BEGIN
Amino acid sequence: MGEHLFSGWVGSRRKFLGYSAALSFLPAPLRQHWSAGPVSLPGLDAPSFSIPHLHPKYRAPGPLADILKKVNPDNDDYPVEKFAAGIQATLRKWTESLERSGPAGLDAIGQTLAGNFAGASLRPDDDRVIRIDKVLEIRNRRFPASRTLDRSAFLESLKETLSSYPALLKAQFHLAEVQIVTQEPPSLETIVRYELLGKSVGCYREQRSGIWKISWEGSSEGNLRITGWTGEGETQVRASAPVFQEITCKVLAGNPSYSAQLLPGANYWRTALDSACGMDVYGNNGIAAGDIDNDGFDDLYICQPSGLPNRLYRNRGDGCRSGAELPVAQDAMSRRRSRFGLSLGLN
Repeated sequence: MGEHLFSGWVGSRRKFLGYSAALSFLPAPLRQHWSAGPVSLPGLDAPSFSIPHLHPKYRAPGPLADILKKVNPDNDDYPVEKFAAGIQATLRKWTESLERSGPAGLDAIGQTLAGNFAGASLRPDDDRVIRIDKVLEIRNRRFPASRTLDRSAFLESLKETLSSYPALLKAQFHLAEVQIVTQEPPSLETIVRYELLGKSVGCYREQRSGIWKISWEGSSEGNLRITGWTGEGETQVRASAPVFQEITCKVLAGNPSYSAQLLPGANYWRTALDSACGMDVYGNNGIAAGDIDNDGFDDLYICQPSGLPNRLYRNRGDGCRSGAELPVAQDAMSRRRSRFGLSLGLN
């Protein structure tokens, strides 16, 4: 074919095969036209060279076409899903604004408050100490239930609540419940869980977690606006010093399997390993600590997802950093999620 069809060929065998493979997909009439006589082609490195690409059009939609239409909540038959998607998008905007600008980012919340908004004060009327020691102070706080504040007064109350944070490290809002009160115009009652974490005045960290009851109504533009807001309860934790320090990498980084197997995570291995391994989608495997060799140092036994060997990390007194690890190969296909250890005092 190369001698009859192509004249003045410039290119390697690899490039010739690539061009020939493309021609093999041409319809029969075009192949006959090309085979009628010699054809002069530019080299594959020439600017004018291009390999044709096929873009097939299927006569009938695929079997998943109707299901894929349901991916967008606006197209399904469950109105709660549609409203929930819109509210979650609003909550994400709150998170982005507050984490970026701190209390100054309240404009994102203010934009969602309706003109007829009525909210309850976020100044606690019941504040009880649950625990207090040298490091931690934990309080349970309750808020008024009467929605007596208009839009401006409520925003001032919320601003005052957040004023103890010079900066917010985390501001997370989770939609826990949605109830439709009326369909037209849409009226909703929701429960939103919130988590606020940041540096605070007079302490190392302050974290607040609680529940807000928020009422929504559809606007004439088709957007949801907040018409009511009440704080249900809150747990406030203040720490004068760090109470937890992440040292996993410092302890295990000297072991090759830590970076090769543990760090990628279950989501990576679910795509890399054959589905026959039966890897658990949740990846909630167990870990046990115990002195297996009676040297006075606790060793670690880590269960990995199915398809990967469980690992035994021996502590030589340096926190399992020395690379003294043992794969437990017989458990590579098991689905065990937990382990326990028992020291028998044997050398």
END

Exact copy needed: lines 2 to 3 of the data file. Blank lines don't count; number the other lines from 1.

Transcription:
Repeated sequence: MGEHLFSGWVGSRRKFLGYSAALSFLPAPLRQHWSAGPVSLPGLDAPSFSIPHLHPKYRAPGPLADILKKVNPDNDDYPVEKFAAGIQATLRKWTESLERSGPAGLDAIGQTLAGNFAGASLRPDDDRVIRIDKVLEIRNRRFPASRTLDRSAFLESLKETLSSYPALLKAQFHLAEVQIVTQEPPSLETIVRYELLGKSVGCYREQRSGIWKISWEGSSEGNLRITGWTGEGETQVRASAPVFQEITCKVLAGNPSYSAQLLPGANYWRTALDSACGMDVYGNNGIAAGDIDNDGFDDLYICQPSGLPNRLYRNRGDGCRSGAELPVAQDAMSRRRSRFGLSLGLN
């Protein structure tokens, strides 16, 4: 074919095969036209060279076409899903604004408050100490239930609540419940869980977690606006010093399997390993600590997802950093999620 069809060929065998493979997909009439006589082609490195690409059009939609239409909540038959998607998008905007600008980012919340908004004060009327020691102070706080504040007064109350944070490290809002009160115009009652974490005045960290009851109504533009807001309860934790320090990498980084197997995570291995391994989608495997060799140092036994060997990390007194690890190969296909250890005092 190369001698009859192509004249003045410039290119390697690899490039010739690539061009020939493309021609093999041409319809029969075009192949006959090309085979009628010699054809002069530019080299594959020439600017004018291009390999044709096929873009097939299927006569009938695929079997998943109707299901894929349901991916967008606006197209399904469950109105709660549609409203929930819109509210979650609003909550994400709150998170982005507050984490970026701190209390100054309240404009994102203010934009969602309706003109007829009525909210309850976020100044606690019941504040009880649950625990207090040298490091931690934990309080349970309750808020008024009467929605007596208009839009401006409520925003001032919320601003005052957040004023103890010079900066917010985390501001997370989770939609826990949605109830439709009326369909037209849409009226909703929701429960939103919130988590606020940041540096605070007079302490190392302050974290607040609680529940807000928020009422929504559809606007004439088709957007949801907040018409009511009440704080249900809150747990406030203040720490004068760090109470937890992440040292996993410092302890295990000297072991090759830590970076090769543990760090990628279950989501990576679910795509890399054959589905026959039966890897658990949740990846909630167990870990046990115990002195297996009676040297006075606790060793670690880590269960990995199915398809990967469980690992035994021996502590030589340096926190399992020395690379003294043992794969437990017989458990590579098991689905065990937990382990326990028992020291028998044997050398």